Don’t Use Combustion System Cleaners on the EcoBoost F-150
Using a popular engine cleansing system could ruin the turbochargers of your F-150 EcoBoost engine.
When many people “tune up” their modern engine, they run a bottle of engine cleaner through the induction system. These products are intended to help burn off any excess carbon build-up in the engine, but in the case of the EcoBoost engines in the Ford F-150, Explorer, Taurus, Escape and many others, this popular remedy for a rough-running engine could actually lead to early turbocharger failure.
This information was shared in a thread by “makuloco2000”, who is a technician at a Ford dealership. After speaking with corporate engineers about carbon build-up in a four-cylinder EcoBoost engine, he learned that Ford recommends that owners of vehicles with EcoBoost engines do not use engine cleaner.
Talking with Ford
The video above from the FordTechMakuloco YouTube channel begins with the OP explaining that he had been working on a misfire issue in a vehicle with a four-cylinder EcoBoost engine and after running out of options, he reached out to the engineers at Ford Motor Company. They instructed him to use a scope to check the back of the intake valves for excessive carbon build-up, which can be a common problem on many modern combustion engine. That is why many shops offer combustion system cleaning products.
However, if he found excessive carbon build-up on the intake valves, he was not to use combustion system cleaner. Instead, he was instructed to replace the cylinder head under warranty, which seems crazy compared to just running a bottle of system cleaner through the engine, but there is a good reason.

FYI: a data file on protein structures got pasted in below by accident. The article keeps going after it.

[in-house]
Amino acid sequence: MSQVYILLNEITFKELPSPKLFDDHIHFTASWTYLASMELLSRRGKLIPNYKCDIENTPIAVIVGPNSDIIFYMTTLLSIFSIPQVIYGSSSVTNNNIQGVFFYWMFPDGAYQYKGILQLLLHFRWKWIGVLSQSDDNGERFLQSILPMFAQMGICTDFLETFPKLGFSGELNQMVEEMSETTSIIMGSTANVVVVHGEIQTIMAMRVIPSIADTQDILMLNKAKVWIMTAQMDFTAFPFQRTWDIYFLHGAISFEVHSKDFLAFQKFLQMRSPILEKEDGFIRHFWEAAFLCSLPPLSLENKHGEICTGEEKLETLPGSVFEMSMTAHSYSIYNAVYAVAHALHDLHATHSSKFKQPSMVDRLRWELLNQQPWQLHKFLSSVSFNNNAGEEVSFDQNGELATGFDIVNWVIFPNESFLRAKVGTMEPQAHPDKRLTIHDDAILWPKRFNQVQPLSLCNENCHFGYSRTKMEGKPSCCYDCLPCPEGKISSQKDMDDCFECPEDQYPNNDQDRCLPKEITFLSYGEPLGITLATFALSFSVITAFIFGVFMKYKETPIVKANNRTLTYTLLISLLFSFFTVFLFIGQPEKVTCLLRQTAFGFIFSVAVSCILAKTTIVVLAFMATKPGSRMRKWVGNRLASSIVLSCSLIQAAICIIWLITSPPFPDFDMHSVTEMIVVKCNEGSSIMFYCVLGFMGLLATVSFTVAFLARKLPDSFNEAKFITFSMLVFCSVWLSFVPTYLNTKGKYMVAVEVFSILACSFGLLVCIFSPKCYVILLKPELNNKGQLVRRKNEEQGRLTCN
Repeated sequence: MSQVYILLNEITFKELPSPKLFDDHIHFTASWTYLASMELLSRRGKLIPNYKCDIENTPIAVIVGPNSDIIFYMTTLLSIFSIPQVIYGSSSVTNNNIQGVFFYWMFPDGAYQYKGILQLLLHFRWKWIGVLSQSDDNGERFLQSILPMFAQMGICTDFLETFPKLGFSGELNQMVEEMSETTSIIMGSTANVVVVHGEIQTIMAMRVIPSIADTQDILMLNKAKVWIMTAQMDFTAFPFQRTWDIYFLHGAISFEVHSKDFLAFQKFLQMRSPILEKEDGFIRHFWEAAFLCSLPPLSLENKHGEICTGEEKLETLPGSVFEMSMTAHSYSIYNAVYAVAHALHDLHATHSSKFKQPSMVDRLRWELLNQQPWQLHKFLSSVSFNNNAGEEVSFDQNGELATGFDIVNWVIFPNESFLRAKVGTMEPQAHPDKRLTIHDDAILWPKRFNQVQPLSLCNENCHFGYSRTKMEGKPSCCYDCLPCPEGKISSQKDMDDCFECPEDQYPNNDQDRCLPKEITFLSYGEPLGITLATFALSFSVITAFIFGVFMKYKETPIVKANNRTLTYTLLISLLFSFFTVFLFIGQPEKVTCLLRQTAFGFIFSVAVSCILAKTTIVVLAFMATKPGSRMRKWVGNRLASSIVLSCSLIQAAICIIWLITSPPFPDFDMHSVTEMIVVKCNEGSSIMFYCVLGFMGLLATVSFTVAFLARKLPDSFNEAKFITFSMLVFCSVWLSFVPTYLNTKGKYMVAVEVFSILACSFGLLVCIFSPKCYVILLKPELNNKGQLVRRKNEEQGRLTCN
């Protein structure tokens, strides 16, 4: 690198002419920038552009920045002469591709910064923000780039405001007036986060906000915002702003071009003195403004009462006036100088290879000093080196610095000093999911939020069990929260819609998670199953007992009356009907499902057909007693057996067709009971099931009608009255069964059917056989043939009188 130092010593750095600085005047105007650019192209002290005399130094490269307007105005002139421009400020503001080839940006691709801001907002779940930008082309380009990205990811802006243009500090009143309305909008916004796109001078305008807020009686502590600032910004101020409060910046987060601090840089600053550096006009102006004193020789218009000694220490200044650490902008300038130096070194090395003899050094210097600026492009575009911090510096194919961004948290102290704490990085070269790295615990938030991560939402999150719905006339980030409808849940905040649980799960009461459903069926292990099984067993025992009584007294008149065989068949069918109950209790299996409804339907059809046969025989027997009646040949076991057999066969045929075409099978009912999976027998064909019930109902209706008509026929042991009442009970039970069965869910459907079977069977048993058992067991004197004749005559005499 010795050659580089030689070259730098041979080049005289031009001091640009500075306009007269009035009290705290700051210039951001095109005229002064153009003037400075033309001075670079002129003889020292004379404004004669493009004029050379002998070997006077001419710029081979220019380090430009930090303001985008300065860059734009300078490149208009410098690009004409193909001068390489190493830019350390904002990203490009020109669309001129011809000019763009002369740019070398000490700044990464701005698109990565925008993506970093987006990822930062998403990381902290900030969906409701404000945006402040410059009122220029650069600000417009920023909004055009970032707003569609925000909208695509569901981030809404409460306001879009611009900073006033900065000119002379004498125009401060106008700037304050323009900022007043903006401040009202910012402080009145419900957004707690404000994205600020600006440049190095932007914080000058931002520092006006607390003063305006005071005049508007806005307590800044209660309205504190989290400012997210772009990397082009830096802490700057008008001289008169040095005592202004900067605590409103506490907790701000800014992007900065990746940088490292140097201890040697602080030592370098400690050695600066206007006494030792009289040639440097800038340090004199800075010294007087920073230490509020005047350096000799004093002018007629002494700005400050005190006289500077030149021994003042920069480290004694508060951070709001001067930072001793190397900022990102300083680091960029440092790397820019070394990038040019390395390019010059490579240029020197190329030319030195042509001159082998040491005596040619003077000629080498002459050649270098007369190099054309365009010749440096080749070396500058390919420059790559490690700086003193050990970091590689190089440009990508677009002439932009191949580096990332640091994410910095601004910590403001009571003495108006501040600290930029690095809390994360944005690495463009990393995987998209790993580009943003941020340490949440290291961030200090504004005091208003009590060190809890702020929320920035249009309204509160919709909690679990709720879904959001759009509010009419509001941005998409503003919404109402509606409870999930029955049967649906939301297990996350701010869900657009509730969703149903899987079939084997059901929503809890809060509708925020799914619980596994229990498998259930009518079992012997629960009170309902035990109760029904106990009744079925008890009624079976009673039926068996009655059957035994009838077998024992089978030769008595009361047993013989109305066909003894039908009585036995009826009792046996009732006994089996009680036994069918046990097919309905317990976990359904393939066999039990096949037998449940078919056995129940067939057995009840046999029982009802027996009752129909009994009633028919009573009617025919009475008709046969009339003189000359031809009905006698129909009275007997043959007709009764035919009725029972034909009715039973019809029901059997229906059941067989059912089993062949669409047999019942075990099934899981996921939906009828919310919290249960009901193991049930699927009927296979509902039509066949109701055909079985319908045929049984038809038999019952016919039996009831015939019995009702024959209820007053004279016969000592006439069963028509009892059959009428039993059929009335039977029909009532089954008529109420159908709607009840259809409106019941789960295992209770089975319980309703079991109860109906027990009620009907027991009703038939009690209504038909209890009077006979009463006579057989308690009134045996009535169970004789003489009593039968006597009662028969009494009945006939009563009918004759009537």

It turns out that the combustion cleansing process can cause excessive heat which in turns leads to suddenly failure of the turbocharger seals. In some cases, this failure takes time while in other cases, the turbochargers fail immediately, but with this process being so common, why can’t combustion system cleaner be used on the EcoBoost engines?
Too Much Heat
The way that combustion system cleaner generally works is by introducing harsh chemicals to the combustion chamber. When these chemicals combust, they create higher levels of heat which helps to loosen up and clean out excess carbon. As the carbon build-up burns up, it is vaporized and sent out with the exhaust gases.
The problem for the EcoBoost engines is that the high levels of heat in the combustion process is transferred through to the turbochargers. In many cases, EcoBoost engines utilize a compact design with the turbochargers nestled tightly against the block with the catalytic convertors located immediately downstream of the turbochargers. This design leads to high levels of heat that the engineers account for when designing the system, but the added heat of the combustion system cleaners prove to be too much for the internal workings of the EcoBoost turbochargers.
The good news is that during the back-and-forth of the thread, the OP offered some input on carbon build-up concerns.
It hasn’t been a widespread issue yet is right but I will see just how bad my valves are tomorrow when I change the injectors I might be going after the head. If it is going to affect anything it will be these grocery getter engines more than the workhorse 3.5 in the F150 but time will tell.
So, the bottom line here is that if you drive an EcoBoost-powered Ford truck or car, you do not want to use the popular induction system/combustion system cleaner that is offered at many shops and dealerships, as they could lead to a costly replacement of your turbochargers.
Click here to check out the whole thread, along with a second, longer video where the OP explains how to operate your Ford truck in a way that will help cut down on excessive carbon build-up.